Real estate purchase contracts include numerous clauses, and it is important that both sellers and buyers understand the meaning of these clauses. Among the clauses that may be included in a real estate contract is an escalation clause or "escalator." This clause permits a home buyer to increase his or her initial offer in the event that the seller receives another offer that is higher. These clauses need to be carefully considered and drafted. The Boston real estate lawyers at Pulgini & Norton can offer advice and representation to prospective home buyers to make sure that all the details of the contract are appropriately worked out in advance.Crafting an Escalation Clause
Escalation clauses vary depending on the circumstances and who drafted them. Generally, however, they include information about the amount of the initial offer of purchase, how much the amount will be escalated above other competitive bids, and a maximum ceiling that the amount of the offer can reach if there are multiple offers and escalations.
For example, if Buyer A offers $350,000 for a home, an escalation clause can be added that increases his offer in increments of $2,500 above any competing offers. The clause can specify that the maximum offer will be $400,000. If there are no competing offers, Buyer A's offer will stay at $350,000. However, if Buyer B offers $370,000, Buyer A's offer automatically escalates to $372,500. If Buyer C offer $380,000, Buyer A's offer automatically escalates to $382,500. If Buyer B comes back with an offer of $405,000, Buyer A's offer will not escalate, and Buyer B has the best offer.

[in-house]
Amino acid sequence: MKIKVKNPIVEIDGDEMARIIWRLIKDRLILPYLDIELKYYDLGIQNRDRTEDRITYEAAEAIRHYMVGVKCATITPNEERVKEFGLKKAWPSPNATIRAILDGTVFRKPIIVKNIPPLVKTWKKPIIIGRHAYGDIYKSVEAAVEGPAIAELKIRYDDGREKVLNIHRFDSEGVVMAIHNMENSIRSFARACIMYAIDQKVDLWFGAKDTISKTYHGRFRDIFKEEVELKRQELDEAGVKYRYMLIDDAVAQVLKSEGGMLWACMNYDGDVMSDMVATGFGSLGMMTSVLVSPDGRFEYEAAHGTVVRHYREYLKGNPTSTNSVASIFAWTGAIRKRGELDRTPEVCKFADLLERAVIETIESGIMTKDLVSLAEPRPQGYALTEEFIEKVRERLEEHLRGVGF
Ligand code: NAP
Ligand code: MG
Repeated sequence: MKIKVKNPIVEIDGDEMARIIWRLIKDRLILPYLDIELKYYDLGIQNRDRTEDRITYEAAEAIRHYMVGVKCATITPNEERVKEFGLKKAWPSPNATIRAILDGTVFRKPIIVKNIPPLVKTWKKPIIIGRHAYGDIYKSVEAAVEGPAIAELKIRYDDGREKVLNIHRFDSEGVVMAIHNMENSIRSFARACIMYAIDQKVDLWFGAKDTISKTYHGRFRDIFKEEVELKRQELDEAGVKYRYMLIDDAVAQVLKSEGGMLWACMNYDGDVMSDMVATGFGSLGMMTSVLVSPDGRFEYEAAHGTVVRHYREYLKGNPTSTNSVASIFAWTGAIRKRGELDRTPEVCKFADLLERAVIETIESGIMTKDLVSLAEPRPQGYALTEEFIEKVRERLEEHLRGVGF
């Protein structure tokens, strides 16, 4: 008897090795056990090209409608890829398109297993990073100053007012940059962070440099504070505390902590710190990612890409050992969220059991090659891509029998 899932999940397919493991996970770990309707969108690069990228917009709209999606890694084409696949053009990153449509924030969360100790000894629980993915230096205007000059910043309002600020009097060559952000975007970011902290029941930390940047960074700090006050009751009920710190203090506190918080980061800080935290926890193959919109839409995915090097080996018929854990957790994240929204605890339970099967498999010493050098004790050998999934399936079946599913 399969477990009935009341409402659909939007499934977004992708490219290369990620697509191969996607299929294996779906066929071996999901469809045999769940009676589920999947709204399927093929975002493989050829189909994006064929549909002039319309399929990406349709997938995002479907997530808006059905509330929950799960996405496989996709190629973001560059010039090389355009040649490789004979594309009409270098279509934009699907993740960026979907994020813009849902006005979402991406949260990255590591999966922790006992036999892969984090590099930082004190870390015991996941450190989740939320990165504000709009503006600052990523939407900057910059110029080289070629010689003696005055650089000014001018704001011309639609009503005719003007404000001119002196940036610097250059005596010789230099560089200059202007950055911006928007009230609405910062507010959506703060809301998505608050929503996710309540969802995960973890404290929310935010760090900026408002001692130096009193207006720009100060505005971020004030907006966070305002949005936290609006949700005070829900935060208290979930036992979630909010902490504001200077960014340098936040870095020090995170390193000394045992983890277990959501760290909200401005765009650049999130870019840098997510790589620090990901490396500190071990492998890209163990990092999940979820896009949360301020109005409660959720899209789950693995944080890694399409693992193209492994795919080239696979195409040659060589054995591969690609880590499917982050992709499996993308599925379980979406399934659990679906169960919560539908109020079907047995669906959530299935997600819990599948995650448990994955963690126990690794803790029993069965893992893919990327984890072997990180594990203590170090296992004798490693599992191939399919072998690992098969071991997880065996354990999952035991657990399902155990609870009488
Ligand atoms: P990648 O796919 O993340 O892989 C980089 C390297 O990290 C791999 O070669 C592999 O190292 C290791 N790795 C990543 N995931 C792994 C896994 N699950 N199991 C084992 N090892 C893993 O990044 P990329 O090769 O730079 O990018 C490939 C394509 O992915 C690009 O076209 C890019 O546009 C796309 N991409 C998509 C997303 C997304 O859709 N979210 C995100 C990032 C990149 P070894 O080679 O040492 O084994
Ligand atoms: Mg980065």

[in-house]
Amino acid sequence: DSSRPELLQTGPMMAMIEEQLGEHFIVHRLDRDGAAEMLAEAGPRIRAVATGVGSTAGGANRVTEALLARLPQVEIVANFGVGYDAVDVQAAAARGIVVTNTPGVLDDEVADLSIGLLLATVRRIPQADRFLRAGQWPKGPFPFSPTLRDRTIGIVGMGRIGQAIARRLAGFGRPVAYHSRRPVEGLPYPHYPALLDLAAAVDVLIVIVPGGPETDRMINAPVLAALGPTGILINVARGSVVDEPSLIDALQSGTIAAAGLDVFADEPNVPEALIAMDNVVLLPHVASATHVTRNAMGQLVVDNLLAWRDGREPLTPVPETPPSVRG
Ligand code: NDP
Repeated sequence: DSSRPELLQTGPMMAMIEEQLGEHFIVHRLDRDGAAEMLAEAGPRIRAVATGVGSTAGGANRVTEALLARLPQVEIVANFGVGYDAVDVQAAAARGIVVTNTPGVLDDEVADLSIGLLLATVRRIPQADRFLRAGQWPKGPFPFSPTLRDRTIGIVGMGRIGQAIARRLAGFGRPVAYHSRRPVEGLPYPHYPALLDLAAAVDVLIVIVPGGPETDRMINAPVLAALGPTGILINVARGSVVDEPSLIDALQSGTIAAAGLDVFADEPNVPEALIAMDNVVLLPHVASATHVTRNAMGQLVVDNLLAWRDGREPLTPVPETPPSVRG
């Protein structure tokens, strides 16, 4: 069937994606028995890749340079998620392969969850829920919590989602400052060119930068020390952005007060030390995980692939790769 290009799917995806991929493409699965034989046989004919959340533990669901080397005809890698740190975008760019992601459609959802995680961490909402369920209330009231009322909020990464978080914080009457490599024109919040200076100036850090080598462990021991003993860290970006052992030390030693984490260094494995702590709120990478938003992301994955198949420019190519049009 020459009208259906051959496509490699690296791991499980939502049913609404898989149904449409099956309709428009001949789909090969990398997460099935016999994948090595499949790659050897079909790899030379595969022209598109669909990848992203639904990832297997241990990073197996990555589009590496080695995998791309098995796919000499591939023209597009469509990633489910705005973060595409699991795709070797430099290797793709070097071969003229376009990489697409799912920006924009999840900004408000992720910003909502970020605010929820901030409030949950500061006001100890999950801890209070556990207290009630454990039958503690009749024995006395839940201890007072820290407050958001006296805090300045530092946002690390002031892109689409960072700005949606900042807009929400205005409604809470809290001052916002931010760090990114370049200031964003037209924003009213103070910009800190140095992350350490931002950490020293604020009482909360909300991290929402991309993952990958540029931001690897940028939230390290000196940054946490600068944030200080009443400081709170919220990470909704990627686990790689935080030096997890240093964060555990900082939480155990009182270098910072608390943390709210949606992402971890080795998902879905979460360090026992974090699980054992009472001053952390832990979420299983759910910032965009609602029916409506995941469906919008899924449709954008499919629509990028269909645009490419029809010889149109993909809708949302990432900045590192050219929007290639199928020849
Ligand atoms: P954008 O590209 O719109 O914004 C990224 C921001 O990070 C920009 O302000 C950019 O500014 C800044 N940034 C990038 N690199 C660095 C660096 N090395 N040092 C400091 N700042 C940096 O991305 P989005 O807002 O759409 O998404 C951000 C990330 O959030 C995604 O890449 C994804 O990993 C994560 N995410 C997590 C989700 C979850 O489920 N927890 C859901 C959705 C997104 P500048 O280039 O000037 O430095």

You should be aware that not all sellers of homes accept offers with escalation clauses. Many sellers prefer a more straightforward process in which buyers offer exactly what they are willing to pay so that the buyers are motivated to offer the highest price right away.
In general, escalation clauses are appropriate when a home is sought after and you believe it likely that you will have to pay more than what your initial offer would have been. Including an escalation clause allows sellers to know how much a particular buyer wants a home, and this is not always the most powerful position for a buyer who is not competing against a lot of other prospective buyers. The seller's attorney or realtor may make counteroffers strategically, knowing that the buyer is willing to pay much more.
When determining whether to include an escalation clause, it is important to have advice from an experienced real estate attorney who understands the market and normal practices. A legal professional can help make sure that you only include an escalation clause when doing so will allow your offer to be competitive with other bids and can figure out whether it would be more advantageous to your bargaining position to not include an escalation clause.Enlist a Knowledgeable Boston Property Transactions Lawyer
Most people do not buy a home very often, and this decision is a crucial one. If you are considering a home purchase in the Boston area, the real estate attorneys at Pulgini & Norton are ready to assist you. We also advise people in Brookline, Malden, Hyde Park, and other cities in Massachusetts. Call us at 781-843-2200 or contact us via our online form for a free consultation.